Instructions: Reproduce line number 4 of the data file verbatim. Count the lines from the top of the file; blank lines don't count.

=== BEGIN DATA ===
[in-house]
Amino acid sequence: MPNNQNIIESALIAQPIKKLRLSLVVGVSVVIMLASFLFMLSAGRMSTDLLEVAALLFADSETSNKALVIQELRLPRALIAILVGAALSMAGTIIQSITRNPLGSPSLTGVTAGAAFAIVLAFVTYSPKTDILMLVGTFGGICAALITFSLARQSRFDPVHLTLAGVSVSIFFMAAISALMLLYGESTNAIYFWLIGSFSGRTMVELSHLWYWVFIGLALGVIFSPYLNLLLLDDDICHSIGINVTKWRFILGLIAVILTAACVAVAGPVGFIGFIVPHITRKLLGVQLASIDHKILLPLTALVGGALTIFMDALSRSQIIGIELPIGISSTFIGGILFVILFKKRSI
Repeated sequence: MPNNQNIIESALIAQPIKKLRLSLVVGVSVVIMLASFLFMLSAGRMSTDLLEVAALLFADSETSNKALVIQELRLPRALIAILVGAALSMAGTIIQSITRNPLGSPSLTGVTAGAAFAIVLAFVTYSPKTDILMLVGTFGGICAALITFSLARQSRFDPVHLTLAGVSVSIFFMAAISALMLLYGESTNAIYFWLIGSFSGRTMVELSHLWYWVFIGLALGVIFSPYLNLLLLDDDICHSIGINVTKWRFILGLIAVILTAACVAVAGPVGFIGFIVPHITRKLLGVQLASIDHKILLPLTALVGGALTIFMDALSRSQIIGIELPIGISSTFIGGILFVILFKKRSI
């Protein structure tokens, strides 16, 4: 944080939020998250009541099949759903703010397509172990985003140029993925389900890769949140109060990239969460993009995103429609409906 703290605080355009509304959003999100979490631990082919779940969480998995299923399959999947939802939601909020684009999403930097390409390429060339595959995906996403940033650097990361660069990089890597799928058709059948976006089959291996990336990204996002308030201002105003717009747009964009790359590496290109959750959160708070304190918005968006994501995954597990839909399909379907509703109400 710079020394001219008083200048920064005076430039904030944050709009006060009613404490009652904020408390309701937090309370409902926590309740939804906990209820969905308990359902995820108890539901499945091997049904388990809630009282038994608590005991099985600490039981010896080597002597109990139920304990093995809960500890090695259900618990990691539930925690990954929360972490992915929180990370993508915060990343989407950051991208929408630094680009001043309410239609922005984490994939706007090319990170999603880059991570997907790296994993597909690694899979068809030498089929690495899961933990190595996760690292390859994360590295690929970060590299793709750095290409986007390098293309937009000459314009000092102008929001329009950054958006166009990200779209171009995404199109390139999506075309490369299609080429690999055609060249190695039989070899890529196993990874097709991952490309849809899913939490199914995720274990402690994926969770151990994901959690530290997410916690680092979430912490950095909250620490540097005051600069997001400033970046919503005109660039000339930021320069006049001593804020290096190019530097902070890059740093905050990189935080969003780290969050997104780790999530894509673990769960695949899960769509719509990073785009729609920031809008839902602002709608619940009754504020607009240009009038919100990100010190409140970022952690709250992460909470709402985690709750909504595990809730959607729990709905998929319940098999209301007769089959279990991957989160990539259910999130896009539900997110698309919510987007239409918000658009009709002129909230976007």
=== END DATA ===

């Protein structure tokens, strides 16, 4: 944080939020998250009541099949759903703010397509172990985003140029993925389900890769949140109060990239969460993009995103429609409906 703290605080355009509304959003999100979490631990082919779940969480998995299923399959999947939802939601909020684009999403930097390409390429060339595959995906996403940033650097990361660069990089890597799928058709059948976006089959291996990336990204996002308030201002105003717009747009964009790359590496290109959750959160708070304190918005968006994501995954597990839909399909379907509703109400 710079020394001219008083200048920064005076430039904030944050709009006060009613404490009652904020408390309701937090309370409902926590309740939804906990209820969905308990359902995820108890539901499945091997049904388990809630009282038994608590005991099985600490039981010896080597002597109990139920304990093995809960500890090695259900618990990691539930925690990954929360972490992915929180990370993508915060990343989407950051991208929408630094680009001043309410239609922005984490994939706007090319990170999603880059991570997907790296994993597909690694899979068809030498089929690495899961933990190595996760690292390859994360590295690929970060590299793709750095290409986007390098293309937009000459314009000092102008929001329009950054958006166009990200779209171009995404199109390139999506075309490369299609080429690999055609060249190695039989070899890529196993990874097709991952490309849809899913939490199914995720274990402690994926969770151990994901959690530290997410916690680092979430912490950095909250620490540097005051600069997001400033970046919503005109660039000339930021320069006049001593804020290096190019530097902070890059740093905050990189935080969003780290969050997104780790999530894509673990769960695949899960769509719509990073785009729609920031809008839902602002709608619940009754504020607009240009009038919100990100010190409140970022952690709250992460909470709402985690709750909504595990809730959607729990709905998929319940098999209301007769089959279990991957989160990539259910999130896009539900997110698309919510987007239409918000658009009709002129909230976007």